Mohammad Rostom first heard the news about the recent Brussels suicide bombings at the small, cramped restaurant where a number of his brothers and cousins work in Amman, Jordan.
As one of his cousins carefully sliced a side of lamb broiling over a spit, Rostom took in the news about the March 22 incident and shook his head in frustration.
"It makes it more difficult for us Syrians," said the 23-year-old Syrian refugee. "People will say, 'It was done by Syrians. Syrian people were the reason for the bombing.' It isn't good."
The suspects in the bombing were not Syrian; they were born in Belgium and had family ties to Morocco. But to Rostom and to other Syrian refugees living in Jordan -- nearly 1 million in all -- even the slightest perception of a problem was another challenge as they try to fashion new lives outside their home country.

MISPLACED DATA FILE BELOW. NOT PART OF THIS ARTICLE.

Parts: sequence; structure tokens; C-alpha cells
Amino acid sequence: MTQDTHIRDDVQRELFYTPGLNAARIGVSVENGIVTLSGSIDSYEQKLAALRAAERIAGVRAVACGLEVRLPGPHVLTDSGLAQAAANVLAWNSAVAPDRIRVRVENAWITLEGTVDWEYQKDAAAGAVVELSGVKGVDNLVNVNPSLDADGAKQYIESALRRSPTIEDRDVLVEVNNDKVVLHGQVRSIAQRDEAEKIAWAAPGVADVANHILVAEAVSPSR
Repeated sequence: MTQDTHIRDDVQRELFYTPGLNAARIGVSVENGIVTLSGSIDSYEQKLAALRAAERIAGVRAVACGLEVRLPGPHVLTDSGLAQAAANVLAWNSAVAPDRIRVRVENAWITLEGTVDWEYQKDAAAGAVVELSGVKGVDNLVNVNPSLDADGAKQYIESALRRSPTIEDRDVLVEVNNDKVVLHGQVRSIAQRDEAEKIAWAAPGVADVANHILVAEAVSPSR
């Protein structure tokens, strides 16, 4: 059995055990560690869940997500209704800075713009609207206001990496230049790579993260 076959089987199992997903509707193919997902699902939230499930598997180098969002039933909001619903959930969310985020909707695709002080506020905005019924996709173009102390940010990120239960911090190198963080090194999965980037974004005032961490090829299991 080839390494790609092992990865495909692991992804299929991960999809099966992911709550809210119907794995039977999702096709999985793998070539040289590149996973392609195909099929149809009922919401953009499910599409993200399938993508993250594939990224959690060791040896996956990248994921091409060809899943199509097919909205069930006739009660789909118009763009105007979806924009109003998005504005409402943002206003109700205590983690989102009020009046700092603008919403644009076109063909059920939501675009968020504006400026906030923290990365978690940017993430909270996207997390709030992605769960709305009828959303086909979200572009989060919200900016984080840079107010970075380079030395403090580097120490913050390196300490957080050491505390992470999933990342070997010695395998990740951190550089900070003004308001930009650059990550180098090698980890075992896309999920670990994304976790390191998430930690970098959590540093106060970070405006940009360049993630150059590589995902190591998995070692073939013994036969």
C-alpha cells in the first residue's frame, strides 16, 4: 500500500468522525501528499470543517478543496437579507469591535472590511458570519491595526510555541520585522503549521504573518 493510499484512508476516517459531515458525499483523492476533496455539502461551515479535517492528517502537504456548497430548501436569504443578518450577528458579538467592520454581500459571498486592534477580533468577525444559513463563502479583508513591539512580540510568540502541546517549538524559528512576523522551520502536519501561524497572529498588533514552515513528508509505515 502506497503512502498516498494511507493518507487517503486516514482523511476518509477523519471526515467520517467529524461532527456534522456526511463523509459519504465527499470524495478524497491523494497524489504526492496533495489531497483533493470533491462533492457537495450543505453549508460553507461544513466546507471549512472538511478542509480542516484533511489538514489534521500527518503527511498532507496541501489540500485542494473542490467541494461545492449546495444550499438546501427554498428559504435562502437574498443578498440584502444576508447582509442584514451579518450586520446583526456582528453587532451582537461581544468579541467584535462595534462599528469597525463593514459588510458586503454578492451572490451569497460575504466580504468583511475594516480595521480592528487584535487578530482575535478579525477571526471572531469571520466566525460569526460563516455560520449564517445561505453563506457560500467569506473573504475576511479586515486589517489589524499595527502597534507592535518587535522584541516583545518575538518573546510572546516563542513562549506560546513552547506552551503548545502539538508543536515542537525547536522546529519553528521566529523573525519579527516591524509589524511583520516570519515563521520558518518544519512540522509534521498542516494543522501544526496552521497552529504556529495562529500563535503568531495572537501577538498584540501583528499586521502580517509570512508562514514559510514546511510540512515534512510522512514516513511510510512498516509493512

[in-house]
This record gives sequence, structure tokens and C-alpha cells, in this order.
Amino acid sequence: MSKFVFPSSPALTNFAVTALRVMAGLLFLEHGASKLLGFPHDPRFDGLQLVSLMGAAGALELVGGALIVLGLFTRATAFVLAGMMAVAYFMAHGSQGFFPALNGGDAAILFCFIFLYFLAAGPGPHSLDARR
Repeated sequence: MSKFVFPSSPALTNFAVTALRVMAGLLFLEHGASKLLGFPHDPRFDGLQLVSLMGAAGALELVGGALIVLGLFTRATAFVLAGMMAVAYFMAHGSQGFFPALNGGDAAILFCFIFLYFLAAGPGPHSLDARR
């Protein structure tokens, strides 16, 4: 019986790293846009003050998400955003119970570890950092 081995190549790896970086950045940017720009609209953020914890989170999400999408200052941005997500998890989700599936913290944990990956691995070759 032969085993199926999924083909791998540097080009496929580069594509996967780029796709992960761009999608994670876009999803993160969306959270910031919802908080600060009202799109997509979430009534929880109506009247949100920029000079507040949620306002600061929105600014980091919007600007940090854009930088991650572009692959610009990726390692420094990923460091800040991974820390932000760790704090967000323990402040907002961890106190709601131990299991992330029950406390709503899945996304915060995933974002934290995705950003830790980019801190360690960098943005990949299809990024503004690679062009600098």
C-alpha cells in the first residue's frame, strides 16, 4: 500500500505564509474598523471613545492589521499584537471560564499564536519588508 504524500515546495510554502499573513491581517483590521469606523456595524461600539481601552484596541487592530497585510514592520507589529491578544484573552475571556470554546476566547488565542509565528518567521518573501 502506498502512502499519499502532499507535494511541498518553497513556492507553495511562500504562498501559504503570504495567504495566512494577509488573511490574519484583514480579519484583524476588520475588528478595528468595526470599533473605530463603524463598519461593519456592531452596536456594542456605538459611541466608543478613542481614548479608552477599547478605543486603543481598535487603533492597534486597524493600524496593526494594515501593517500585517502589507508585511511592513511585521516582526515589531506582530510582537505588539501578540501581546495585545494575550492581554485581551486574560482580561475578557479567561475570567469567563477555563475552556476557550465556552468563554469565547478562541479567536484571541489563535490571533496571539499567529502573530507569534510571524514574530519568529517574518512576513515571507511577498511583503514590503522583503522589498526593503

The hurdles are all inter-connected. There is the trauma that comes with the experience of war, then the day-to-day difficulties of work -- Syrians generally are part of the "underground" economy as underpaid workers. And always present is the continued uncertainty of place: Do they return to Syria (some want to, many do not), try to go to the West, or remain in Jordan?